Good Practice Management Tips: How to Ensure Your Faxes Are HIPAA Compliant

Quality healthcare is rooted in the collaboration between physicians — working together in the best interest of the patient. This means that medical practices need to focus their attention on reliable practice management processes to exchange clinical data. But electronic faxes need to be HIPAA compliant and abide by patient privacy laws at all times. How do you do that?

Our medical landscape is ever-evolving and improving, continuously making amendments for the good of the patient. This includes the way care is administered and how offices work together to provide patient care as an overall product — not by one but by all providers involved in the patient’s care.

A key factor in this successful collaboration is being respectful of the patient’s health record and personal data. Therefore, medical practices have to ensure their faxes are HIPAA compliant and follow all requirements and regulations set forth in regard to patient privacy.



HIPAA Compliant Clinical Data: What Does That Mean?

HIPAA refers to the Health Insurance Portability and Accountability Act that was signed into effect in 1996. It’s a set of federal regulatory standards implemented to help manage protected health information (PHI) on a national level — mainly as a safeguard from fraud and as a guide to how modern health information should be used.

HIPAA compliance further involves adherence to the Security Rule — detailing how health information including patient identifiers should be handled by medical practices and healthcare organizations.

Whether this applies to collecting, storing, receiving, or exchanging clinical information, facilities are required to safeguard patient data from threats while maintaining its integrity and confidentiality at the same time.



Why Are (Electronic) Faxes Even Important in Healthcare?

Exchanging clinical data between providers is essential in providing effective care to your patients. There are countless reasons why your medical practice should establish a secure and efficient way to send faxes electronically and share data in a HIPAA compliant fashion.

(1) You Need Clinical Data for Patient Care

The most fundamental reason for safe electronic fax exchanges between medical offices is that they’re needed to administer care and treat patients. 

If your patient has a kidney stone and an ultrasound has been administered at the local hospital, records need to be forwarded to the patient’s treating urologist. Much of the treatment following the patient’s hospital visit will rely on data collected during the ultrasound.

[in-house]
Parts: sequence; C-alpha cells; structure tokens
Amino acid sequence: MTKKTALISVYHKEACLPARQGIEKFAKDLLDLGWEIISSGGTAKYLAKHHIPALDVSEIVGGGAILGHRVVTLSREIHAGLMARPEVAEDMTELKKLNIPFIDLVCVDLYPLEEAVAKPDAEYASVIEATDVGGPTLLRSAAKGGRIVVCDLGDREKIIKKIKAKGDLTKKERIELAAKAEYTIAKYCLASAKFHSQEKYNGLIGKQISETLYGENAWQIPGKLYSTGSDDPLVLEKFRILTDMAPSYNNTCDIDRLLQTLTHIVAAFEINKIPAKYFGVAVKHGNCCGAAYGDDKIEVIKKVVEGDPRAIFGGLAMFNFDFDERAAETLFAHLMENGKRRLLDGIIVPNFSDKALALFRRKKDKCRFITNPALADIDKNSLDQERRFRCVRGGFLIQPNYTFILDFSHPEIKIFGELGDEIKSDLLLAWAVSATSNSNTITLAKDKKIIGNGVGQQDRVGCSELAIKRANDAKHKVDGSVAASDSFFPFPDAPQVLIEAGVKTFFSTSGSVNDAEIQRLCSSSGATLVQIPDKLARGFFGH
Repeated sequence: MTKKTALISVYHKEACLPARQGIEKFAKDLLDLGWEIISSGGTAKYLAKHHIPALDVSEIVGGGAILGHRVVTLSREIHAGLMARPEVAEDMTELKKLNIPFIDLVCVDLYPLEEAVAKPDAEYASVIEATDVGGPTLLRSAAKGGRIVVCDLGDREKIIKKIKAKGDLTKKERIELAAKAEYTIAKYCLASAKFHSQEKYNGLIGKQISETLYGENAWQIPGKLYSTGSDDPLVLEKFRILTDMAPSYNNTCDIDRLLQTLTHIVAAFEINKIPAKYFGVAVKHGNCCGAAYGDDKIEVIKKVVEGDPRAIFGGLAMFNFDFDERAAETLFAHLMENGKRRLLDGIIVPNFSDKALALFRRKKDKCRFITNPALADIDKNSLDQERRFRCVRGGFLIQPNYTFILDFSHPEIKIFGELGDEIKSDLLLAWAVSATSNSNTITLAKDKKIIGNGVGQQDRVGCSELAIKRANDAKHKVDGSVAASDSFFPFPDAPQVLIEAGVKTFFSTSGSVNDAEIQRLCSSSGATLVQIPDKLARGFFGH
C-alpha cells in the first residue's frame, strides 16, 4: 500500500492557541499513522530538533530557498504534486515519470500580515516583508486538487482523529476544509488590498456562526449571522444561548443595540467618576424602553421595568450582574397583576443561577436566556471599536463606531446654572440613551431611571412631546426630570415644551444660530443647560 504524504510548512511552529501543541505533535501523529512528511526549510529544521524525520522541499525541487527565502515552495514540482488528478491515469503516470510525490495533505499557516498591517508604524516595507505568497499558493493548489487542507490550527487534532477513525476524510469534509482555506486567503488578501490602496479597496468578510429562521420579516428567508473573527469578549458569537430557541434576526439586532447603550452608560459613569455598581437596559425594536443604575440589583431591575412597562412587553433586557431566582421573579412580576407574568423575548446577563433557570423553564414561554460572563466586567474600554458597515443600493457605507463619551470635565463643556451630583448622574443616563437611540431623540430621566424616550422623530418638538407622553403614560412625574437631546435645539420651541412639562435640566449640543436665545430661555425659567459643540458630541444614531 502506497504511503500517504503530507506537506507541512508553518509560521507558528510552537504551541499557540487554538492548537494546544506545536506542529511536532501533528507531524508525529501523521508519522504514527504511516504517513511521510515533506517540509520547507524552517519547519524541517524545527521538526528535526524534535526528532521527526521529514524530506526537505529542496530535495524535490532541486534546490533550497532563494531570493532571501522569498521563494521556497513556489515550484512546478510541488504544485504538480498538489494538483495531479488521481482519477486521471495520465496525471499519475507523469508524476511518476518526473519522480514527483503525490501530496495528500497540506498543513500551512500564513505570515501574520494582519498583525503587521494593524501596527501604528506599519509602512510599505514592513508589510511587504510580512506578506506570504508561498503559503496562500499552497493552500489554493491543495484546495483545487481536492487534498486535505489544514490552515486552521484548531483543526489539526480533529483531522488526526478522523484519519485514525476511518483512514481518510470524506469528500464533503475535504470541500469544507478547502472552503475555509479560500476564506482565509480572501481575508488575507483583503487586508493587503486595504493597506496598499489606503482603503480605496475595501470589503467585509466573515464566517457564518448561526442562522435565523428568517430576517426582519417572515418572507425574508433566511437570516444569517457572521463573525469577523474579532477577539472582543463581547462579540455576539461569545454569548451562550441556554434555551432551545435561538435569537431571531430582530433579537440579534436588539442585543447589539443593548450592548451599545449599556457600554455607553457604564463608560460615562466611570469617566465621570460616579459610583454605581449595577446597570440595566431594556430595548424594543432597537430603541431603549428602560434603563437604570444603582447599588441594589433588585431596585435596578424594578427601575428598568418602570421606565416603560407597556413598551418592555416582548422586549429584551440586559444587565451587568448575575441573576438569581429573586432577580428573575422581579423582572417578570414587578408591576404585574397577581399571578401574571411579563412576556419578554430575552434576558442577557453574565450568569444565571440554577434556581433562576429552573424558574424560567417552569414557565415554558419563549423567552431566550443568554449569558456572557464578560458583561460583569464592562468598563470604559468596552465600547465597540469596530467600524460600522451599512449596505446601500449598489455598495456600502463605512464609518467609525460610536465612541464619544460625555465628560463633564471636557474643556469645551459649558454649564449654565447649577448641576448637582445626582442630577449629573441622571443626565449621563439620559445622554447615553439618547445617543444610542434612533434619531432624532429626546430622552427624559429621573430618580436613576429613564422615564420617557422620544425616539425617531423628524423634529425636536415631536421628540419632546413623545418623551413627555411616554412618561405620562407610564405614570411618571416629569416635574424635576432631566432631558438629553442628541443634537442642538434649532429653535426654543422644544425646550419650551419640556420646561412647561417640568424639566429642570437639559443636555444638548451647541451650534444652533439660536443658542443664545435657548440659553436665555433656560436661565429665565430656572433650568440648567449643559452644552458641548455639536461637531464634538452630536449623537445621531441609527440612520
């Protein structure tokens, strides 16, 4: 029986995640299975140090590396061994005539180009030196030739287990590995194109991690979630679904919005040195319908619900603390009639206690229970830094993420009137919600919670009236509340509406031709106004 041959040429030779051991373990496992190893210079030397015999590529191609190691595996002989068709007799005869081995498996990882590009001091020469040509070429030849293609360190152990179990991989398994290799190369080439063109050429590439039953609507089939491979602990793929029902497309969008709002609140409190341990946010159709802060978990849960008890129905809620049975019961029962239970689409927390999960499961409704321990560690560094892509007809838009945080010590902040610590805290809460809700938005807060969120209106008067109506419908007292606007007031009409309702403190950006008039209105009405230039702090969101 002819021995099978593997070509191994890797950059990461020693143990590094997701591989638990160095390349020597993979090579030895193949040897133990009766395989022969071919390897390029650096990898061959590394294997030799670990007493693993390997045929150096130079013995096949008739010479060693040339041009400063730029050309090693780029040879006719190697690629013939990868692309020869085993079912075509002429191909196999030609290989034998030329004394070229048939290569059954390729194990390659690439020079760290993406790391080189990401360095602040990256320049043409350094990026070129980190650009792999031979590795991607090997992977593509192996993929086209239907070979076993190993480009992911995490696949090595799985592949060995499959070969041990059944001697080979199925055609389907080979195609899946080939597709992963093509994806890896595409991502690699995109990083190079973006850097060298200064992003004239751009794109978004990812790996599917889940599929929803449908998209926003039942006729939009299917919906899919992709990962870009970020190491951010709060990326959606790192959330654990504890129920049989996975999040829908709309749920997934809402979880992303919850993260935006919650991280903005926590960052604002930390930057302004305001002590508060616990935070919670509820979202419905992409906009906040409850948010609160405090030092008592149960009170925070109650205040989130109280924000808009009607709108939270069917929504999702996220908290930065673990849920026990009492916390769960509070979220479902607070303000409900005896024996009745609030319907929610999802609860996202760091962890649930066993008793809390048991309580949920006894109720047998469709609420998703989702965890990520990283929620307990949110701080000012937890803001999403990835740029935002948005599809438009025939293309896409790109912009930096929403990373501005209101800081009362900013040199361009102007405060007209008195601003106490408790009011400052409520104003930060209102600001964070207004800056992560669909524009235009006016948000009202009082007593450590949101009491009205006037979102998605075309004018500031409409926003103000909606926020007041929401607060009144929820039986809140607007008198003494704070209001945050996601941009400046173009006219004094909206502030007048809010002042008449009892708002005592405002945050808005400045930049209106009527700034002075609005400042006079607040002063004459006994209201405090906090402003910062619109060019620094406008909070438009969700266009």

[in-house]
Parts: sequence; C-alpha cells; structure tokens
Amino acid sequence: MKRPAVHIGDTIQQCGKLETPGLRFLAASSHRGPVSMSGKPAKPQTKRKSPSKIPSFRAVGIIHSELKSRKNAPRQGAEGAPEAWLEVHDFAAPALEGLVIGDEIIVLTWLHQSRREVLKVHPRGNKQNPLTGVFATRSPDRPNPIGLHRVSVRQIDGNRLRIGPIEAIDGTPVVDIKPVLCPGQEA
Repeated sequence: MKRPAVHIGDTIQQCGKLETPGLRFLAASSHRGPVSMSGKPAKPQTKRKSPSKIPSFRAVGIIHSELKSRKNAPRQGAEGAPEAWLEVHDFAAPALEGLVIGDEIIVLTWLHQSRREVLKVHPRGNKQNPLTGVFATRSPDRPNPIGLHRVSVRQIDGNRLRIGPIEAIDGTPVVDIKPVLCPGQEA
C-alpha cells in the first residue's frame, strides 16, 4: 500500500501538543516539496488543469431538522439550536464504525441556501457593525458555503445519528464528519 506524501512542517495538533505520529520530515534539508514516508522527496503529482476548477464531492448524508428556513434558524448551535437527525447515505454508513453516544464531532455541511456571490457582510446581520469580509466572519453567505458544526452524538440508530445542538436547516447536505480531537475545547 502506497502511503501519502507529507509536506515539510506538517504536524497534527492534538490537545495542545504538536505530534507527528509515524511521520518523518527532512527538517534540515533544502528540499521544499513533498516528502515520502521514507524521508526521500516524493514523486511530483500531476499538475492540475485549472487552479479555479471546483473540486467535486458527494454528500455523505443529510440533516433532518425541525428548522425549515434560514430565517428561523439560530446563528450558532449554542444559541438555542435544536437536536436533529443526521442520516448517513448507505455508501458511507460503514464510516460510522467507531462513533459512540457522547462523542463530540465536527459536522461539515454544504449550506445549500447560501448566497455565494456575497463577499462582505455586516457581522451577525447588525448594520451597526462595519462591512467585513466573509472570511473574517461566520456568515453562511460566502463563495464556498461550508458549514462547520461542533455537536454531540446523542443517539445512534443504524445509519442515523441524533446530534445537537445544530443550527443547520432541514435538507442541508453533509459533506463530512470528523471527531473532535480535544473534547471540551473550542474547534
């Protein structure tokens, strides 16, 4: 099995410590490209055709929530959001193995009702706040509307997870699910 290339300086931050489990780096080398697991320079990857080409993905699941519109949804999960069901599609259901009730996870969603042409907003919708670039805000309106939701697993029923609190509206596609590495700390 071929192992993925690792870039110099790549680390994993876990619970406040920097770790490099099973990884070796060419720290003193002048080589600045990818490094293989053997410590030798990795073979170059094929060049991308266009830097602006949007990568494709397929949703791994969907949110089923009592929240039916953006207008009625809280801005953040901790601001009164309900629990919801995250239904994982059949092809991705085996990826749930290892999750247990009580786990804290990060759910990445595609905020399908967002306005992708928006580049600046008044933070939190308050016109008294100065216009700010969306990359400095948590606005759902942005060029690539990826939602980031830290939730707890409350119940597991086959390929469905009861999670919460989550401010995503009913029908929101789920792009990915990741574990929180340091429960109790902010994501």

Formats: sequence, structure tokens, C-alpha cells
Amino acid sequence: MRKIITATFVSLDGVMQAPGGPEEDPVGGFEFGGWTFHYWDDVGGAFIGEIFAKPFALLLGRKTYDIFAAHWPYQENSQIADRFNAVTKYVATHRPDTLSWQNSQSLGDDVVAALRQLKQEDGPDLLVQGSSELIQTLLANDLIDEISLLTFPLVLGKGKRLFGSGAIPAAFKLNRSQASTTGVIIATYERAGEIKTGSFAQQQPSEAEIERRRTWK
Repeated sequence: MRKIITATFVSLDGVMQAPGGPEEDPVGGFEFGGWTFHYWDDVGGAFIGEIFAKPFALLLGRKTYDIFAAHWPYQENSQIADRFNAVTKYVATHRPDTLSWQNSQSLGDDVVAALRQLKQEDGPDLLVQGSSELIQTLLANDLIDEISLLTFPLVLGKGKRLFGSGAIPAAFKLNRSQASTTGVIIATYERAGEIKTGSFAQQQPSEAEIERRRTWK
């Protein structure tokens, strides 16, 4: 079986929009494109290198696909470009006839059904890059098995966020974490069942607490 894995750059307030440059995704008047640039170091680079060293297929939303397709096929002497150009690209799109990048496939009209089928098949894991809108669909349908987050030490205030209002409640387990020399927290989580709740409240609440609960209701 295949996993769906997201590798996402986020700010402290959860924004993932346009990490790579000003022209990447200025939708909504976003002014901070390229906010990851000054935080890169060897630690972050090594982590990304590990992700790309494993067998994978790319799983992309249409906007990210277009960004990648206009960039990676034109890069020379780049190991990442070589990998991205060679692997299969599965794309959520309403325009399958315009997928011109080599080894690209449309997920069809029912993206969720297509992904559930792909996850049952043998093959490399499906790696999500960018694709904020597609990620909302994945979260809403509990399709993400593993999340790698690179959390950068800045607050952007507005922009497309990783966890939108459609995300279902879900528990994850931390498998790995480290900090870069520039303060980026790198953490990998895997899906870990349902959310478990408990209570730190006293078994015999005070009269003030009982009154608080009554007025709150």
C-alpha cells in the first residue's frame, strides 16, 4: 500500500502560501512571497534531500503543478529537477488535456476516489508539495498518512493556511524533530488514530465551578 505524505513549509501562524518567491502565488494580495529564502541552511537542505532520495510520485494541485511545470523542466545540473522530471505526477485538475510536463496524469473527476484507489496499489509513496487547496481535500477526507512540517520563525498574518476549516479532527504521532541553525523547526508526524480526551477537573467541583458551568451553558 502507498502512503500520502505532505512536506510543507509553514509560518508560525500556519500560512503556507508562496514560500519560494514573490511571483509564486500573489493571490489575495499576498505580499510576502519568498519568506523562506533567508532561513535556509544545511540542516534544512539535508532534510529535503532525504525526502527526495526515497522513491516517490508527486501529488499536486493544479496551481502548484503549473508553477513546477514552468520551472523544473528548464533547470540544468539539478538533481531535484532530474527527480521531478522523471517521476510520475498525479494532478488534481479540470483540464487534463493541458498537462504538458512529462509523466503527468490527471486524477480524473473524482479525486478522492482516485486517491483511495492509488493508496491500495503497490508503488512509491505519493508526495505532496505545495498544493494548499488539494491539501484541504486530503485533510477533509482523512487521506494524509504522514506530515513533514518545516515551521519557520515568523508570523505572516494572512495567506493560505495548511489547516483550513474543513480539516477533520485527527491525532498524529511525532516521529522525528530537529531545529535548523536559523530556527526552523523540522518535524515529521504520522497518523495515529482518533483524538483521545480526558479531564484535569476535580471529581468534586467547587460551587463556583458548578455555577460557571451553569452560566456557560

It’s not uncommon that a facility renders only specific services and does not provide certain screenings, lab work, and imagery at the same time — making a constant flow of information between medical practices a necessity to provide basic care.

(2) Complete Records Fill Gaps

While collaboration between medical practices is important in providing care, there is more to sending faxes electronically and sharing data with other providers.

Even when records are not critical in treating a specific complaint, they tend to fill gaps in the patient’s medical history and offer answers to many lingering questions. 

As a provider, you will greatly benefit from having clinical information about your patient that details their health state from another perspective and missing time frames. This gives clinicians a much broader view and a better grasp of where the patient stands — allowing them to provide more customized treatments and higher-quality care.

(3) Prompt Exchanges Increase Efficiency

Another absolutely critical aspect of electronic faxes and the quick availability of medical records is that with all relevant information at your fingertips, you can avoid ordering unnecessary redundant tests — saving our healthcare system valuable healthcare dollars, including saving your patient and her insurance carrier time and money.

Good practice management will also offer you a grand overview of your patient’s health status, so you’ll be able to eliminate unnecessary delays. This means you can operate as efficiently as possible and administer treatment promptly.